TAMPA — It was fun and games until the gun went off.
Neither of the Tampa police officers involved in a January horseplay incident inside the District III office was injured, but both received a one-week suspension without pay Tuesday. A third officer received a disciplinary letter.
It could have turned out much worse: The bullet struck one of the officers in his service belt, only bruising him.
Assistant Chief Marc Hamlin said the department had never seen anything quite like this.
"Nobody is more disappointed in their actions than the two officers themselves," he said. "They were very upset and felt it was distracting to the mission of the police department."
According to a internal investigation, Officer Sean Stuart was preparing to transfer from night shift patrol in District III to a day shift job when he decided to make turning over his desk key into a competition.
Stuart, 44, a 12-year-veteran of the department, dropped the key and walked away.
Officers Nick Wilson and Matt Simons raced in rolling chairs across a cubicle space in the Field Training and Evaluation area of District III, the headquarters at 3808 N 22nd St. that last week honored fallen Officers Jeffrey Kocab and David Curtis.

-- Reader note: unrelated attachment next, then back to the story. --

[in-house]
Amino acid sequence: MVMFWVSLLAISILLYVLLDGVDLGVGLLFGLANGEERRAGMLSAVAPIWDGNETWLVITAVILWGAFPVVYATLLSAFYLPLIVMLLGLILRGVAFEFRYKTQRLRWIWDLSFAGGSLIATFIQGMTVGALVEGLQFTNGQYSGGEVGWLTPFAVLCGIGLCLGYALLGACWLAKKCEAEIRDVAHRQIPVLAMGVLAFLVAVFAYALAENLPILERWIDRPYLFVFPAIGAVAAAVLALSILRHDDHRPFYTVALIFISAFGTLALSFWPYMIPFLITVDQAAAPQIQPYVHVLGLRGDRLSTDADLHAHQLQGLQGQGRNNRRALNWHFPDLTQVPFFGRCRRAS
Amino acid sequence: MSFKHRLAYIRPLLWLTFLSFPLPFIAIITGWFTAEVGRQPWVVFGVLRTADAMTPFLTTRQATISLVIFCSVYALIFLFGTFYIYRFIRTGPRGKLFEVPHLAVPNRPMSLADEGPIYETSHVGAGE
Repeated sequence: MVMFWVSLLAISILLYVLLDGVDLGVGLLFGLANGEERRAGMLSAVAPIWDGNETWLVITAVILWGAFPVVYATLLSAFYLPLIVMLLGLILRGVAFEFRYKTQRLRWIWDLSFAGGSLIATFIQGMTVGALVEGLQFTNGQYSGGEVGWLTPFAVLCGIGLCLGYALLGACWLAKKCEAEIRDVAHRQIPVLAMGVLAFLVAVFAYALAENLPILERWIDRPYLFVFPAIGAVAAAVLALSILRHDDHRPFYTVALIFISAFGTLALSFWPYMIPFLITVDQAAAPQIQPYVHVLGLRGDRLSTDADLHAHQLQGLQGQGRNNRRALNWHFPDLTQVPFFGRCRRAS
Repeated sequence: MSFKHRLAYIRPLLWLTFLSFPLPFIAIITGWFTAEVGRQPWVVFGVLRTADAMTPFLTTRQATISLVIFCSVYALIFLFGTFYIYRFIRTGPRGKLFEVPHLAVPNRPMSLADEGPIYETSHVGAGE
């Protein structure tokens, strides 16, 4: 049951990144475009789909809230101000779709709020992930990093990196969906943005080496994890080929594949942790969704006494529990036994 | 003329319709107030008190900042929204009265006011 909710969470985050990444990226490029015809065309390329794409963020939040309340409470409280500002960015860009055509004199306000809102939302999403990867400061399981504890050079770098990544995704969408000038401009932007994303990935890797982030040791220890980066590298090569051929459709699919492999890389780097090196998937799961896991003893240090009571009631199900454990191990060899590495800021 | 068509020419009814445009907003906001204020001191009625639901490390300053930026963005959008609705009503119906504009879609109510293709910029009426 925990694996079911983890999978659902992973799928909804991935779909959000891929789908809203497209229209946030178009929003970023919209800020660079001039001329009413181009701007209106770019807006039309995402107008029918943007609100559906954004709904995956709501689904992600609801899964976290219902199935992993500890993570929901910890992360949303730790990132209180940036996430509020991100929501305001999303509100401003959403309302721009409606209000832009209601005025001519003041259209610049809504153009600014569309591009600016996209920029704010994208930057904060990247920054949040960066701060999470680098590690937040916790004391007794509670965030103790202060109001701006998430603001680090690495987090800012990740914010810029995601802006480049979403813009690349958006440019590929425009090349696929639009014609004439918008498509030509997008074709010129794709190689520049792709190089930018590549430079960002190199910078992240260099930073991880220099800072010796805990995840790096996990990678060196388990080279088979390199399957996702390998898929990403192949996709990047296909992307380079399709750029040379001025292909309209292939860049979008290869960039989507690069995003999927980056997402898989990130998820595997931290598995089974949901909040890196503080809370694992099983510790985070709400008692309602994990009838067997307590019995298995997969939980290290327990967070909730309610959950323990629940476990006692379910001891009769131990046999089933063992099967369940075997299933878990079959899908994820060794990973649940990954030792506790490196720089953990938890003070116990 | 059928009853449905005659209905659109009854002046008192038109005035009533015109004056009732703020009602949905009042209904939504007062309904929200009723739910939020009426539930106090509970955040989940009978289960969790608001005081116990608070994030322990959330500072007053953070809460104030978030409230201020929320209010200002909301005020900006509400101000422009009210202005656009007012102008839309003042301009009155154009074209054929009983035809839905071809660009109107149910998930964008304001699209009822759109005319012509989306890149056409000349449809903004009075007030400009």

A letter of disposition says that Wilson pulled his Taser and Simons pulled his service pistol
"Their only intention being to playfully one-up each other in their goal for the key," the letter said.
Police are unclear how Simons' gun went off, Hamlin said, striking Wilson in the gunbelt.
Both officers were cleared of criminal wrongdoing by the Hillsborough County State Attorney's Office.
However, the internal affairs investigation found both men violated a number of departmental regulations, including improper exhibition of dangerous weapons, safety and attention to duty.
"These are two very good officers, both high performers," Hamlin said. "The two officers are friends. They get along fine."
Stuart received a letter of counseling, which will remain in his employee file for one year and will be taken into consideration if he is disciplined again within that time.
Police said he violated the standards of conduct for not turning in his key to his supervisor and launching the competition, but acknowledged that he did not expect the escalation.
Simons, 35, has worked for Tampa police for 11 years and has no previous disciplinary history. Wilson, 32, is a five-year veteran who has been disciplined twice for traffic crashes in which his driving should have been more prudent, Hamlin said.
As they awaited the outcome of the internal investigation, Wilson and Simons returned to their regular patrol jobs after the state's attorney cleared them of any criminal infractions.